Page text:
Having conversations about estate planning can be difficult. Few want to think about, let alone plan for their death. There are a number of important reasons to plan in advance; a lack of planning can lead to family disputes, inappropriate distributions, litigation, costly court fees, unanswered questions, and unnecessary delays in the estate administration process. Planning gives you the opportunity to select individuals you trust to manage your affairs and carry out your instructions.

Presently, changes are being made across the country to allow for estate planning professionals to execute documents in a remote fashion to ensure the health and safety of their clients.  Taking the time to plan now is giving the gift of clarity to your loved ones.

There are three important documents to consider when you are planning for your estate in British Columbia: A Health Representation Agreement, Last Will and Testament, and the Power of Attorney. We have provided a brief overview of what these documents mean, why you want them and some things to think about.


A representation agreement is a personal directive – it enables you to communicate what your wishes are in the case that you are incapable of communicating them yourself. A representation agreement only deals with health and your physical body and only comes into effect when an individual is no longer capable of caring for themselves.

Some items that might be covered in such an agreement would be:
• Is there a preferred care home or do you have the resources for home care?
• Hospice care – do you have a place in mind?
• Have you noted any allergies, medical conditions, and your blood type?
• Would you like heroic measures taken?
• Are you registered with the Organ Donor Registry with BC Transplant?


A power of attorney is a document that deals with your assets and financial affairs. An attorney is the person who is appointed by you to act on your behalf and is only valid during your lifetime. The attorney can do most things that you would be able to do yourself, with some limitations. An enduring power of attorney maintains validity during any period of mental incapacity.

Some things to consider when selecting the individual to be your attorney:

  • Do you trust them?
  • Do they have the time?
  • Will they be diligent and careful in their duties?
  • Where are they located?
  • When do you want the attorney to begin to act?
  • Would you like the document to be held in secrecy until a certain date or incapacity?
  • Should there be multiple attorneys that need to act together?
  • Are they likely to survive you, what is their age and their health like?
  • Do you want them to be paid for their duties?

In British Columbia if you wish to have your attorney receive compensation for the work that they are completing, you must specify this information in the power of attorney.

Note that you can have a representation agreement in BC that contains both the health and financial powers of attorney, you may not wish to disclose your health-related information to the banks etc. so it can be preferred to have them in separate documents.


Your last will and testament names your executor and instructs them on how to administer, liquidate and distribute your estate.

The key responsibilities for an executor are arranging the funeral, securing, and looking after your assets, identifying and communicating with your beneficiaries, engaging a lawyer for any probate needs and any legal advice, valuing your assets, liquidating your assets under the terms of the will, filing income tax returns, and setting up any trust(s) that you have set up in your will.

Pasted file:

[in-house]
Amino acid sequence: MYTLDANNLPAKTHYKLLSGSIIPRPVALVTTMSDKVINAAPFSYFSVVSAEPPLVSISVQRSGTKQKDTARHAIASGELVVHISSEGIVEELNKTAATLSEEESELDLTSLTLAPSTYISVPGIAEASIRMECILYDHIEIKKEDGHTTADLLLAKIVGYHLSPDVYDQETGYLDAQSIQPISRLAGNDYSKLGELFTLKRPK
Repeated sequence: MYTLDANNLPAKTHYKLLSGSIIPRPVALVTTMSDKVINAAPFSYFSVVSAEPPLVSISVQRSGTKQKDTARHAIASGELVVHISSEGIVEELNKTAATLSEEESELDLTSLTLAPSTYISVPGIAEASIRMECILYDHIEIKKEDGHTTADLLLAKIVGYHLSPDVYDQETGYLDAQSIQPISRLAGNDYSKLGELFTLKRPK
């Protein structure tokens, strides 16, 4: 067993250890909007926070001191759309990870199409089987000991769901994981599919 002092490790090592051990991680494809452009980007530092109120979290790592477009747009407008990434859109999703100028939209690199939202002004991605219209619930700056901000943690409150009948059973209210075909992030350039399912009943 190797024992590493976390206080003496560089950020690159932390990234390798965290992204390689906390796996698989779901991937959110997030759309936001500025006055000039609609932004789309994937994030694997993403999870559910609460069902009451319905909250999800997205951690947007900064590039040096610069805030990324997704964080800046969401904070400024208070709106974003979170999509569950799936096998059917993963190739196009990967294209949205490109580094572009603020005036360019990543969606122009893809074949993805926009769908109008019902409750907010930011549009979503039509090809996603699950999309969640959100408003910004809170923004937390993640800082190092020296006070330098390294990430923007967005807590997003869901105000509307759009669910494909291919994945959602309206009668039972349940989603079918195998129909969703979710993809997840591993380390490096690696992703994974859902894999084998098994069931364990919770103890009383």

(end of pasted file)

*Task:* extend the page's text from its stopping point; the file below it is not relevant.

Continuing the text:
Multiple wills are allowed in British Columbia and can serve many purposes such as if you have shares of a private corporation, assets that are not subject to probate, or wish to keep information private and separate from the main will. Note that it is a requirement in British Columbia that the wills have a different executor.

Some things to think about when planning for your will:

  • Are there any specific gifts you want to make?
  • Who do you want to be your executor? Do you want to appoint more than one?
  • Do you want a professional trust company to look after your affairs?
  • Are your assets going to form part of your estate or will they pass outside of your estate? (Who is on title for real property? Are there assets held in a trust? Are assets held in joint name? Are beneficiary elections up to date?)
  • Do you have minor children to care for?
  • Are there any disabled beneficiaries?
  • Do you have any children form a previous marriage or born out of wedlock?
  • Do you have concerns about the ability for the beneficiaries to manage the property once it is transferred to them?
  • Do you want to maintain control through the use of trusts?

These documents should be reviewed on a regular basis. If you are without these documents, it is highly recommended that you engage a lawyer to execute these documents as there are complexities that can be easily overlooked.

While RHN CPA is not able to execute these documents, we can work with your legal advisor to ensure that your goals are met with careful attention to the tax treatment of your assets and the legacy that you are leaving behind. Estate planning often involves a team of professionals working together to ensure that you are provided with the advice and expertise needed for your unique situation.

This post has been prepared for general information purposes. It is not advice. The information presented may not fit your unique situation, please consult one of our trusted business advisors at RHN CPA for further clarification and interpretation of your circumstances.